In the past two decades, scholars in China and beyond have vigorously demonstrated that the just war discourse is integral to classical Confucianism and that the classical Confucian idea of “punitive expedition” can be best understood in terms of humanitarian intervention. The sceptics, however, claim that in describing the ancient sage-king's bloodless punitive expeditions, what classical Confucians really had in mind was not so much to endorse morally justified forms of aggressive war but to highlight the paramount importance of the ruler's moral self-cultivation and benevolent government. This paper examines closely the disagreement between the two positions and offers a more historically grounded justification for the just war interpretation of classical Confucianism. It pays special attention to the importance of ritual order in classical Confucian political theory and discusses how the Warring States political circumstances led thinkers such as Mencius and Xunzi to shift their attention from ritual order to the well-being of the people.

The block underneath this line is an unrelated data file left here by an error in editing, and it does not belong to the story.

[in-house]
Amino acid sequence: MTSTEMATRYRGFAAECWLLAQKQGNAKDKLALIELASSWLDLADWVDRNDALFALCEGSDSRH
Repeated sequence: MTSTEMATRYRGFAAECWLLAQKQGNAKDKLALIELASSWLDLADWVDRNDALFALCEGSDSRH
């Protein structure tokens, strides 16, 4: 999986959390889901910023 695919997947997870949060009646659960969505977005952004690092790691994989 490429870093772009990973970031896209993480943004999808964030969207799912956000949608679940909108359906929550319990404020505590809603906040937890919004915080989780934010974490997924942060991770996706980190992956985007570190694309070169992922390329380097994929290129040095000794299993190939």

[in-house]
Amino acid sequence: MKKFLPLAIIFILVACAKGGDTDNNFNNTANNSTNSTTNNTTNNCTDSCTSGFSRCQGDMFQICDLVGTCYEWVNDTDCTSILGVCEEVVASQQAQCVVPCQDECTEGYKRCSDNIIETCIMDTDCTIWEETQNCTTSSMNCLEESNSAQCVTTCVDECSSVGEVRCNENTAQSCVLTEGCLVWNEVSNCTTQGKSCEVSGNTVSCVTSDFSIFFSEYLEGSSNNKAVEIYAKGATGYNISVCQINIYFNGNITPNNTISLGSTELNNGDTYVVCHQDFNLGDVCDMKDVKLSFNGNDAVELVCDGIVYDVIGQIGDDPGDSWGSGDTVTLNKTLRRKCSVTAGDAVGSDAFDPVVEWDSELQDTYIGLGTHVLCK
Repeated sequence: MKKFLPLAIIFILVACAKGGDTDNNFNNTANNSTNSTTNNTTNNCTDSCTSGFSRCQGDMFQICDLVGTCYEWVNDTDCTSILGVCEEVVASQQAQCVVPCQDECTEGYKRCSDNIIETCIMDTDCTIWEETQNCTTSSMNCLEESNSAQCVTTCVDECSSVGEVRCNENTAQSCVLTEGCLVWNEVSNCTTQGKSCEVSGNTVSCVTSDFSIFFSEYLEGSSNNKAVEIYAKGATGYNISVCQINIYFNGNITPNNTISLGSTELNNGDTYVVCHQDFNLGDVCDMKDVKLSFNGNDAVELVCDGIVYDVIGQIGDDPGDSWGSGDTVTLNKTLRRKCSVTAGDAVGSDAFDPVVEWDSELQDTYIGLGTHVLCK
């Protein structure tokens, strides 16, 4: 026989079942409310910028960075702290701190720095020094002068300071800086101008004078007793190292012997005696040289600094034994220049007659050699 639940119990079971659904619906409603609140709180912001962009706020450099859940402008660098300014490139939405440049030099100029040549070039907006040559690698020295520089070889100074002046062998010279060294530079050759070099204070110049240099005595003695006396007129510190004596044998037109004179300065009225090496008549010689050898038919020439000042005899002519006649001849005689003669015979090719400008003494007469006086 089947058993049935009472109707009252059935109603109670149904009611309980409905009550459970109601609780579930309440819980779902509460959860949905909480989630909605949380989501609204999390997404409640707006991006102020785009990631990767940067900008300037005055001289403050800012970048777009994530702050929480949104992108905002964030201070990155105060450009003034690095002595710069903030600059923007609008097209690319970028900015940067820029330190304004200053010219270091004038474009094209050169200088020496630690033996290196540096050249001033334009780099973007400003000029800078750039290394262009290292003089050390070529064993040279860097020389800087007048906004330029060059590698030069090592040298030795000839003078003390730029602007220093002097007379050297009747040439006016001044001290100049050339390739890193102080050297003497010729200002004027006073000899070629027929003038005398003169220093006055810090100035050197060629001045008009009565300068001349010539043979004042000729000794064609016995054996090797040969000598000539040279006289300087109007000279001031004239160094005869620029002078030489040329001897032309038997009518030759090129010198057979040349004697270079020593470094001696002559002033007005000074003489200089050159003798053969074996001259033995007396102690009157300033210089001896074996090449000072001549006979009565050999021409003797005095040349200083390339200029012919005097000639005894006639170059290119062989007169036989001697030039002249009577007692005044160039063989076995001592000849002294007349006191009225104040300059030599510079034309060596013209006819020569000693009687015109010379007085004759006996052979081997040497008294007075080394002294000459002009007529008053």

|Publication status||Published - 2023 Feb|
Bibliographical noteFunding Information:
The author is grateful to Karyn Lai and two anonymous reviewers for their helpful comments. This research is supported by a research grant provided by the City University of Hong Kong (CityU 9610464). 1
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